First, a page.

Cronin v Cowen; Cronin v Harris and Another; Cronin v Martin; Cronin v McEntee and Another

JudgeMs. Justice Siobhán Phelan
Judgment Date23 March 2023
Neutral Citation[2023] IEHC 190
Docket Number[Record No. 2020/4769P] [Record No. 2020/4770P] [Record No. 2020/5051P]
CourtHigh Court
John Cronin
Barry Cowen
John Cronin
Drew Harris & Another
John Cronin
Micheál Martin
John Cronin
Helen McEntee & Paul Gallagher

[2023] IEHC 190

[Record No. 2020/4769P]

[Record No. 2021/3684P]

[Record No. 2020/4770P]

[Record No. 2020/5051P]


Abuse of process – Frivolous and vexatious proceedings – Strike out – Defendants seeking to strike out the four separate sets of proceedings brought by the plaintiff against them – Whether the four separate sets of proceedings brought by the plaintiff against the defendants were frivolous and vexatious, showed no reasonable cause of action or were an abuse of process

Facts: The plaintiff, Mr Cronin, brought four separate sets of proceedings, bearing record numbers 2020 4769 P, 2021 3684 P, 2020 4770 P and 2020 5051 P, against different individuals arising from alleged failures in their discharge of duties in public office. The defendants, Mr Cowen (2020 4769 P), Mr Harris and another (2021 3684 P), Mr Martin (2020 4770 P), and Ms McEntee and Mr Gallagher (2020 5051 P), applied to the High Court seeking to strike out the four separate sets of proceedings brought by the plaintiff against them as frivolous and vexatious and/or as showing no reasonable cause of action and/or as being an abuse of process. An Isaac Wunder order was also sought.

Held by Phelan J that the claim relating to non-payment for dredging works which was at the heart of each of the proceedings was a private law claim in contract. Phelan J held that the plaintiff enjoyed no contractual nexus with any of the defendants in relation to the project at Dingle Pier. Phelan J held that the proceedings originally brought against Irishenco Construction Ltd (Irishenco), the party with whom a contractual relationship existed, stood struck out and could not be revisited in proceedings against strangers to the contract for the dredging work done. Phelan J held that the plaintiff did not have locus standi to maintain a claim personally which ought properly to have been pursued by the contracting company. Phelan J held that no proper legal or factual nexus had been demonstrated to warrant maintaining proceedings against any of the defendants with regard to the Dingle Pier project in tort or for breach of statutory duty. Phelan J was satisfied that the historic difficulties with Irishenco and issues in relation to payment for the Dingle Pier project were not properly actionable at the suit of the plaintiff in any of the four proceedings before her. Furthermore, Phelan J held that each of the proceedings issued more than six years after the conclusion of those works by the plaintiff’s company and any further claim was manifestly statute barred.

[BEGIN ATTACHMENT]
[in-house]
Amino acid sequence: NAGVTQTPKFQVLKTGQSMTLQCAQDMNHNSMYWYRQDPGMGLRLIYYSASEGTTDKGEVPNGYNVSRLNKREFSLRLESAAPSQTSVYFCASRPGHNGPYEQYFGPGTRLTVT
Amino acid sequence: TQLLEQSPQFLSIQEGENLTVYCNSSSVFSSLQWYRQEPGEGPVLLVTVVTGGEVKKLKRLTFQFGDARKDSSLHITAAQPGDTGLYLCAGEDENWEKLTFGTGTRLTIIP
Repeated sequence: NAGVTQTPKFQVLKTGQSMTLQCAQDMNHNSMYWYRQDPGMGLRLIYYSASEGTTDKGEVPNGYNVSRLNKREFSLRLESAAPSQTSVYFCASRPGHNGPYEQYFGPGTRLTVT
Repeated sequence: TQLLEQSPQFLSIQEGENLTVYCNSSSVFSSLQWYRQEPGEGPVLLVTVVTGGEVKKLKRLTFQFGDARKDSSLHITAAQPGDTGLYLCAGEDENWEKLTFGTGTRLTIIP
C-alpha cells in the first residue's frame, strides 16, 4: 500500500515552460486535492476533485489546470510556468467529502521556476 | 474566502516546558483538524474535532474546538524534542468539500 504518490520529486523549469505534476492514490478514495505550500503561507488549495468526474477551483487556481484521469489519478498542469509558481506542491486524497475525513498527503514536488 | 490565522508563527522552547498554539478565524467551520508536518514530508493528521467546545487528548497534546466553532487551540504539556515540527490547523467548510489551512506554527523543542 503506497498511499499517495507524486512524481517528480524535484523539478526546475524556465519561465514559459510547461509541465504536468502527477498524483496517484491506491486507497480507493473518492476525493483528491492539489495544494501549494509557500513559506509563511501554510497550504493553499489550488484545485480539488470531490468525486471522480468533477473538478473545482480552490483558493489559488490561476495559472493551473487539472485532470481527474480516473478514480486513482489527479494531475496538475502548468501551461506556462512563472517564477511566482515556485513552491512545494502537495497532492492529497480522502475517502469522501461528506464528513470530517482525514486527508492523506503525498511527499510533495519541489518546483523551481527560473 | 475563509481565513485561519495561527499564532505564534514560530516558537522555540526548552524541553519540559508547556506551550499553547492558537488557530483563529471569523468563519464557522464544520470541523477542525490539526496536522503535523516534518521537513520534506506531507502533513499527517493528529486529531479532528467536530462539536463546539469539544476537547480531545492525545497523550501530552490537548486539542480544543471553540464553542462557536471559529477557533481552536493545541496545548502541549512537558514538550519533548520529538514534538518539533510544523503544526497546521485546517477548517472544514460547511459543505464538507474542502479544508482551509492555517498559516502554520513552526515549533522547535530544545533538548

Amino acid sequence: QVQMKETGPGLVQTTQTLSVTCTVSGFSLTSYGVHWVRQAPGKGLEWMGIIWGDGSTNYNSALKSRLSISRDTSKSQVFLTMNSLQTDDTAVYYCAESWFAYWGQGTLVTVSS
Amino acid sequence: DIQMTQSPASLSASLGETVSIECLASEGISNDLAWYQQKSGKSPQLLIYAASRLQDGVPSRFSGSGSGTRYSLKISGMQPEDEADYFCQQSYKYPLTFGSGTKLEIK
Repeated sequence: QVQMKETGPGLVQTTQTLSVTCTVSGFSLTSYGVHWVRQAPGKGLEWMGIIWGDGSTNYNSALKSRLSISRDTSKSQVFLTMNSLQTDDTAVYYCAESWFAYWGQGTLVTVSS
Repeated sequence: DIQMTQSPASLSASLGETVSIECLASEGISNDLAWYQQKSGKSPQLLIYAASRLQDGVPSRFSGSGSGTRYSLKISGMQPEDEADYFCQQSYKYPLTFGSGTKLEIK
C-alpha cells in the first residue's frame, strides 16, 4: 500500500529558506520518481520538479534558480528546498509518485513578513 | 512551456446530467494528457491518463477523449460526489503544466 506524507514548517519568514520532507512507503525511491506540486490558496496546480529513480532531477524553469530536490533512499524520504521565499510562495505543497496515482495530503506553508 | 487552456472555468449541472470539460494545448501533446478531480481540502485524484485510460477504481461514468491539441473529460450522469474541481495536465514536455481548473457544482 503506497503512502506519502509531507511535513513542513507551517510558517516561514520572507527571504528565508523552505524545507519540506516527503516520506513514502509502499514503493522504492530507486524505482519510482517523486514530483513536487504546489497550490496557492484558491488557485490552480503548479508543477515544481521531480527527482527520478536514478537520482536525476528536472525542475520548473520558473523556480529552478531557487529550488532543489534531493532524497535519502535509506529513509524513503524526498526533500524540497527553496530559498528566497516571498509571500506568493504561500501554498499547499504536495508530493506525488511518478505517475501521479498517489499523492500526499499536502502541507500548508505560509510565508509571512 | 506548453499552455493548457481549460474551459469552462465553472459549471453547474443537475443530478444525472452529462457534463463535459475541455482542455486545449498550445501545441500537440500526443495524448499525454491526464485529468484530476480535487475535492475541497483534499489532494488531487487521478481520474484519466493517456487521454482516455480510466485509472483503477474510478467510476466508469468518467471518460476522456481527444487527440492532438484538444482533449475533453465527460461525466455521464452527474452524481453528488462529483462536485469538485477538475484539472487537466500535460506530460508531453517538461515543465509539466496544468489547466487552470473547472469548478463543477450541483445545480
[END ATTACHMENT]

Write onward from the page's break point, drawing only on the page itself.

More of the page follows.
Phelan J was satisfied that the statements of claim in each of the four cases considered in their entirety and together and having regard to the affidavit evidence adduced by the parties were documents which disclosed no reasonable cause of action as against the defendants, were prolix, scandalous, vexatious and an abuse of the courts process. Accordingly, Phelan J directed that each of the claims be struck out. Phelan J held that the plaintiff’s claims against the defendants relating to the non-payment of dredging fees for the Dingle Pier project, the plaintiff’s committal to prison in 2013 and any assault whilst in prison in 2013 or any failure to properly investigate said matters, were determined by her orders striking out the proceedings unless set aside on appeal. Phelan J held that they should not be the subject of further litigation in proceedings involving the same parties. Phelan J was not disposed to making an Isaac Wunder order. However, Phelan J held that a failure on the part of the plaintiff to desist from revisiting those issues in future litigation may well justify the making of an Isaac Wunder order against him precluding further court action. Phelan J held that she would hear the parties further in relation to the form of any order and any consequential matters.

Applications granted.

JUDGMENT of Ms. Justice Siobhán Phelan, delivered on the 23 rd day of March, 2023


. This is my judgment on four related applications to strike out as frivolous and vexatious and/or as showing no reasonable cause of action and/or of being an abuse of process in respect of four separate sets of proceedings brought by the same Plaintiff against different individuals arising from alleged failures in their discharge of duties in public office. An Isaac Wunder Order is also sought.


. By way of general background, it appears that the Plaintiff's various difficulties originate in events which occurred in May, 1999 when a company controlled by the Plaintiff [hereinafter “ the Plaintiff's company”] was involved in a project at Dingle Pier as a subcontractor for Irishenco Construction Limited [hereinafter “ Irishenco”], a company which it is claimed is or was owned by one Mr. John Mowlem PLC in the UK. It forms part of the narrative background to these proceedings that Irishenco had successfully tendered for certain works at Dingle Pier, including dredging works.